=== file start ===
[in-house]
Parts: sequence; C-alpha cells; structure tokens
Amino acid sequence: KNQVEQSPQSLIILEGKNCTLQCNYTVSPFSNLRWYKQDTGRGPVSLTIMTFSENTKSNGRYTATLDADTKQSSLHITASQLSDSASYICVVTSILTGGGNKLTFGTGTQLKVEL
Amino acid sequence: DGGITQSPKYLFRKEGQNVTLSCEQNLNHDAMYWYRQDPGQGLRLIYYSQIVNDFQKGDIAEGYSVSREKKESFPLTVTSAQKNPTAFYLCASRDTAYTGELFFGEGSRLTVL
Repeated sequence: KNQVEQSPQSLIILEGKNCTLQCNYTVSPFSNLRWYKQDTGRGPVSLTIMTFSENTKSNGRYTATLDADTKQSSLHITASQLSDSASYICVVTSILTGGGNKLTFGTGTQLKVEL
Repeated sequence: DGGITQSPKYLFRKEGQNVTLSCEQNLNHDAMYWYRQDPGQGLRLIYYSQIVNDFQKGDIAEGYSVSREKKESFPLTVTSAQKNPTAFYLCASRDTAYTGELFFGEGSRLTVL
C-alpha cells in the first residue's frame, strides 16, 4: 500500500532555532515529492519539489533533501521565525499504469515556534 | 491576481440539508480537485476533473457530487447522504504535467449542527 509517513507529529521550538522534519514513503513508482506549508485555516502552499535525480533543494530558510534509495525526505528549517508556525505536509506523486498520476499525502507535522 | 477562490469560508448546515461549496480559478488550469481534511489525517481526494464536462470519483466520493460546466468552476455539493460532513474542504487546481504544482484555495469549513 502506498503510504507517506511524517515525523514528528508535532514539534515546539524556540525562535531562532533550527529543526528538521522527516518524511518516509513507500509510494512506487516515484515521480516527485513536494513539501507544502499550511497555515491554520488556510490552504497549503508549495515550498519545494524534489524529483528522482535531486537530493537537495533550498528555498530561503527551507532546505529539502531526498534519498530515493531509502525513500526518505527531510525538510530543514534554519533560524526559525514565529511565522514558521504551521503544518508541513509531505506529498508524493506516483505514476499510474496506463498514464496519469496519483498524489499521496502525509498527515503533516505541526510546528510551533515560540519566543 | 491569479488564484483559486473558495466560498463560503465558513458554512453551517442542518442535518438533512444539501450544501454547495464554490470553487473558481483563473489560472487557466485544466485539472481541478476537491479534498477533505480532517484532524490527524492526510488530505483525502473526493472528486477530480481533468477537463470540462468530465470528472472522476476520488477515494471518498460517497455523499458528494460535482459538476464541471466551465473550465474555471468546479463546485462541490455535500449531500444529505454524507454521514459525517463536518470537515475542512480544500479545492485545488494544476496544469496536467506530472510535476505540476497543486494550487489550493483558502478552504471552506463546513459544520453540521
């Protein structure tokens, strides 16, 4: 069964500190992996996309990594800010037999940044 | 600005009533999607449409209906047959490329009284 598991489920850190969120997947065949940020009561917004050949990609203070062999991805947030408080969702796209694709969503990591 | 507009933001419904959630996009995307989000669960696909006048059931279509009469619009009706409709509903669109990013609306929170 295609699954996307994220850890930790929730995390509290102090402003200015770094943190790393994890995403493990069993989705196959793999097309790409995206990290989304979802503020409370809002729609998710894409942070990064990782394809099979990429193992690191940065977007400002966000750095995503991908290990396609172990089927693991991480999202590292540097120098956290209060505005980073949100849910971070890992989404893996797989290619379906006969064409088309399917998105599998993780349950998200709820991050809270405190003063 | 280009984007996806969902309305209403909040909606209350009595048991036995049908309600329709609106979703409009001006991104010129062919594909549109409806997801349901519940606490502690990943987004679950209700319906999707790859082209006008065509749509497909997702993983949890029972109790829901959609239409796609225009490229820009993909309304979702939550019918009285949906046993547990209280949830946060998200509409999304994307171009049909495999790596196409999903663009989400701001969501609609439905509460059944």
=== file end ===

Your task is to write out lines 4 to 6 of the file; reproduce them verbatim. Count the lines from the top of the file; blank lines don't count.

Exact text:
Amino acid sequence: DGGITQSPKYLFRKEGQNVTLSCEQNLNHDAMYWYRQDPGQGLRLIYYSQIVNDFQKGDIAEGYSVSREKKESFPLTVTSAQKNPTAFYLCASRDTAYTGELFFGEGSRLTVL
Repeated sequence: KNQVEQSPQSLIILEGKNCTLQCNYTVSPFSNLRWYKQDTGRGPVSLTIMTFSENTKSNGRYTATLDADTKQSSLHITASQLSDSASYICVVTSILTGGGNKLTFGTGTQLKVEL
Repeated sequence: DGGITQSPKYLFRKEGQNVTLSCEQNLNHDAMYWYRQDPGQGLRLIYYSQIVNDFQKGDIAEGYSVSREKKESFPLTVTSAQKNPTAFYLCASRDTAYTGELFFGEGSRLTVL